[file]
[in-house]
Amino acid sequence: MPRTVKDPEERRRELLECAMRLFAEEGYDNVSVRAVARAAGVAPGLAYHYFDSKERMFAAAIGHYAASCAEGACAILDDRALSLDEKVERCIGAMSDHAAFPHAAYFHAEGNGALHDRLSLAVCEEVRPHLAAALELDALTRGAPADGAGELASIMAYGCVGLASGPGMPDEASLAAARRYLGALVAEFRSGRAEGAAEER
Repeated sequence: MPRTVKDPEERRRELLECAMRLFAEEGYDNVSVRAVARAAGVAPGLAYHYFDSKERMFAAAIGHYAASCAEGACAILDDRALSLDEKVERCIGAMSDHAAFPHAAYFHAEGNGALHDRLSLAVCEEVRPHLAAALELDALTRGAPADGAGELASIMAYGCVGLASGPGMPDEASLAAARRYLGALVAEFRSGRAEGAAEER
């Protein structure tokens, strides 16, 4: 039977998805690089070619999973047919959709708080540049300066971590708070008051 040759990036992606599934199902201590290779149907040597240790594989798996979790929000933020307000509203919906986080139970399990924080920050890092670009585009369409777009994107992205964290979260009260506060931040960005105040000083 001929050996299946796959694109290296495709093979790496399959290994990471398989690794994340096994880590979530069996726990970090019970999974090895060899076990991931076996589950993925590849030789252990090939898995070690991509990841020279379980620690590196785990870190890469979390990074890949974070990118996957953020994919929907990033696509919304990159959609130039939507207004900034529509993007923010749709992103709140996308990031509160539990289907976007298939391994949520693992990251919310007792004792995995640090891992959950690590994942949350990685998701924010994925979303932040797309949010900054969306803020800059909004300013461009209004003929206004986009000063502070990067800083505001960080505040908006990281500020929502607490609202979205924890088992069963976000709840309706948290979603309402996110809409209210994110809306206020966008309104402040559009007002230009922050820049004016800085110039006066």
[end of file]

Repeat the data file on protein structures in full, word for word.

[in-house]
Amino acid sequence: MPRTVKDPEERRRELLECAMRLFAEEGYDNVSVRAVARAAGVAPGLAYHYFDSKERMFAAAIGHYAASCAEGACAILDDRALSLDEKVERCIGAMSDHAAFPHAAYFHAEGNGALHDRLSLAVCEEVRPHLAAALELDALTRGAPADGAGELASIMAYGCVGLASGPGMPDEASLAAARRYLGALVAEFRSGRAEGAAEER
Repeated sequence: MPRTVKDPEERRRELLECAMRLFAEEGYDNVSVRAVARAAGVAPGLAYHYFDSKERMFAAAIGHYAASCAEGACAILDDRALSLDEKVERCIGAMSDHAAFPHAAYFHAEGNGALHDRLSLAVCEEVRPHLAAALELDALTRGAPADGAGELASIMAYGCVGLASGPGMPDEASLAAARRYLGALVAEFRSGRAEGAAEER
């Protein structure tokens, strides 16, 4: 039977998805690089070619999973047919959709708080540049300066971590708070008051 040759990036992606599934199902201590290779149907040597240790594989798996979790929000933020307000509203919906986080139970399990924080920050890092670009585009369409777009994107992205964290979260009260506060931040960005105040000083 001929050996299946796959694109290296495709093979790496399959290994990471398989690794994340096994880590979530069996726990970090019970999974090895060899076990991931076996589950993925590849030789252990090939898995070690991509990841020279379980620690590196785990870190890469979390990074890949974070990118996957953020994919929907990033696509919304990159959609130039939507207004900034529509993007923010749709992103709140996308990031509160539990289907976007298939391994949520693992990251919310007792004792995995640090891992959950690590994942949350990685998701924010994925979303932040797309949010900054969306803020800059909004300013461009209004003929206004986009000063502070990067800083505001960080505040908006990281500020929502607490609202979205924890088992069963976000709840309706948290979603309402996110809409209210994110809306206020966008309104402040559009007002230009922050820049004016800085110039006066």